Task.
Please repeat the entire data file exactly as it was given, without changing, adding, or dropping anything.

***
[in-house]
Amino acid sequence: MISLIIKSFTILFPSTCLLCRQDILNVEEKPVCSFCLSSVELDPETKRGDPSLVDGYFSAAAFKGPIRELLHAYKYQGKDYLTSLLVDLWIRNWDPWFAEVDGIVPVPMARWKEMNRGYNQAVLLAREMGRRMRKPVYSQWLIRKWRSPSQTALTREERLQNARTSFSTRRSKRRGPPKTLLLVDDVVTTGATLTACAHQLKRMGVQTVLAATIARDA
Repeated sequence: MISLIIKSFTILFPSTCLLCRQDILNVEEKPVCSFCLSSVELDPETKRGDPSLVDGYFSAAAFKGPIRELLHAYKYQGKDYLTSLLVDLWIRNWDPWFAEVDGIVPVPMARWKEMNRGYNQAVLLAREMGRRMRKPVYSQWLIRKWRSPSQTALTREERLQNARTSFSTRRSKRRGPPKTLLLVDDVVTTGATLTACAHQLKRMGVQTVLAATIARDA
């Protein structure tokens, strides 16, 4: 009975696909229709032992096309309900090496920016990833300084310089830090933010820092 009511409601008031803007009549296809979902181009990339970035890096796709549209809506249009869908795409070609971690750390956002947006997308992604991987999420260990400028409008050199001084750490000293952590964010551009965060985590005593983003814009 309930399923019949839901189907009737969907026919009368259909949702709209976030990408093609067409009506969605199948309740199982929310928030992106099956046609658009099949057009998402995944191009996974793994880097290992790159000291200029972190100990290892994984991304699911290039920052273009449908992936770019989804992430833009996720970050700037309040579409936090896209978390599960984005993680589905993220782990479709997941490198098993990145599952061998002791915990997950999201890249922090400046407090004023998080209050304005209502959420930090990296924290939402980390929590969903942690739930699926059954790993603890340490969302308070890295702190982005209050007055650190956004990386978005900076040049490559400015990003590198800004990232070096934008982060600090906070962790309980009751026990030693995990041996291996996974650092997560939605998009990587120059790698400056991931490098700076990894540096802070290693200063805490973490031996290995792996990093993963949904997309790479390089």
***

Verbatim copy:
[in-house]
Amino acid sequence: MISLIIKSFTILFPSTCLLCRQDILNVEEKPVCSFCLSSVELDPETKRGDPSLVDGYFSAAAFKGPIRELLHAYKYQGKDYLTSLLVDLWIRNWDPWFAEVDGIVPVPMARWKEMNRGYNQAVLLAREMGRRMRKPVYSQWLIRKWRSPSQTALTREERLQNARTSFSTRRSKRRGPPKTLLLVDDVVTTGATLTACAHQLKRMGVQTVLAATIARDA
Repeated sequence: MISLIIKSFTILFPSTCLLCRQDILNVEEKPVCSFCLSSVELDPETKRGDPSLVDGYFSAAAFKGPIRELLHAYKYQGKDYLTSLLVDLWIRNWDPWFAEVDGIVPVPMARWKEMNRGYNQAVLLAREMGRRMRKPVYSQWLIRKWRSPSQTALTREERLQNARTSFSTRRSKRRGPPKTLLLVDDVVTTGATLTACAHQLKRMGVQTVLAATIARDA
């Protein structure tokens, strides 16, 4: 009975696909229709032992096309309900090496920016990833300084310089830090933010820092 009511409601008031803007009549296809979902181009990339970035890096796709549209809506249009869908795409070609971690750390956002947006997308992604991987999420260990400028409008050199001084750490000293952590964010551009965060985590005593983003814009 309930399923019949839901189907009737969907026919009368259909949702709209976030990408093609067409009506969605199948309740199982929310928030992106099956046609658009099949057009998402995944191009996974793994880097290992790159000291200029972190100990290892994984991304699911290039920052273009449908992936770019989804992430833009996720970050700037309040579409936090896209978390599960984005993680589905993220782990479709997941490198098993990145599952061998002791915990997950999201890249922090400046407090004023998080209050304005209502959420930090990296924290939402980390929590969903942690739930699926059954790993603890340490969302308070890295702190982005209050007055650190956004990386978005900076040049490559400015990003590198800004990232070096934008982060600090906070962790309980009751026990030693995990041996291996996974650092997560939605998009990587120059790698400056991931490098700076990894540096802070290693200063805490973490031996290995792996990093993963949904997309790479390089």